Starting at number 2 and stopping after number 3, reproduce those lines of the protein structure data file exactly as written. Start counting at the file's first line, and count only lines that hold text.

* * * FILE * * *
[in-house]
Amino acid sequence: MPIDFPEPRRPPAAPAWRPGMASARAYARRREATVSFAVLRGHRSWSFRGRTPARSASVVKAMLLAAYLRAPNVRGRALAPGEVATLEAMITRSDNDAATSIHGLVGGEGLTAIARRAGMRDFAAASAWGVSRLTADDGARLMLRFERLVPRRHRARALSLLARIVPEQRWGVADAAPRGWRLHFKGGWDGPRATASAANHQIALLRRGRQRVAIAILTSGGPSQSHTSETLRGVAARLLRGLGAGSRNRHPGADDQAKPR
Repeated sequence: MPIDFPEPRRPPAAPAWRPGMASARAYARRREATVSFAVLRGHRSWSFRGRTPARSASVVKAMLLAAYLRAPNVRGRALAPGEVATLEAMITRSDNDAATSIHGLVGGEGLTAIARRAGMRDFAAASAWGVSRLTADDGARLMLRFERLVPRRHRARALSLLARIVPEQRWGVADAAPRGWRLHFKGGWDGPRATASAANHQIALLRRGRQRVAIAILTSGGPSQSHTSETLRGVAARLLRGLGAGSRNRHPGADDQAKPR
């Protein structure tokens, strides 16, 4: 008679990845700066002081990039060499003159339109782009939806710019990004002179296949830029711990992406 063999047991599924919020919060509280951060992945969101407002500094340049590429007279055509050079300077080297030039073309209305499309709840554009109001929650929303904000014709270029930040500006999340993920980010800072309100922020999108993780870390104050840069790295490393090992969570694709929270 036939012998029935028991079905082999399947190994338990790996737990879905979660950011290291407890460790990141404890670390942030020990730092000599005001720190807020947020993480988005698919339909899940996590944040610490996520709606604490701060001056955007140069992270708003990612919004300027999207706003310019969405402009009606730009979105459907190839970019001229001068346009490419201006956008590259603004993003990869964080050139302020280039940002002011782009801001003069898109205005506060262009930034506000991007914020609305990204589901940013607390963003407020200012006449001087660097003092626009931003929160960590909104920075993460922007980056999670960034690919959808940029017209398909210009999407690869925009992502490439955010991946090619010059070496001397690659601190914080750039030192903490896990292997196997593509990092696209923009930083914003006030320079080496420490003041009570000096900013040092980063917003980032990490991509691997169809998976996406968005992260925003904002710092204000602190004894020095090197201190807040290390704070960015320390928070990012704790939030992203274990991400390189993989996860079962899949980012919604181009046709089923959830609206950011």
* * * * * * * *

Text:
Amino acid sequence: MPIDFPEPRRPPAAPAWRPGMASARAYARRREATVSFAVLRGHRSWSFRGRTPARSASVVKAMLLAAYLRAPNVRGRALAPGEVATLEAMITRSDNDAATSIHGLVGGEGLTAIARRAGMRDFAAASAWGVSRLTADDGARLMLRFERLVPRRHRARALSLLARIVPEQRWGVADAAPRGWRLHFKGGWDGPRATASAANHQIALLRRGRQRVAIAILTSGGPSQSHTSETLRGVAARLLRGLGAGSRNRHPGADDQAKPR
Repeated sequence: MPIDFPEPRRPPAAPAWRPGMASARAYARRREATVSFAVLRGHRSWSFRGRTPARSASVVKAMLLAAYLRAPNVRGRALAPGEVATLEAMITRSDNDAATSIHGLVGGEGLTAIARRAGMRDFAAASAWGVSRLTADDGARLMLRFERLVPRRHRARALSLLARIVPEQRWGVADAAPRGWRLHFKGGWDGPRATASAANHQIALLRRGRQRVAIAILTSGGPSQSHTSETLRGVAARLLRGLGAGSRNRHPGADDQAKPR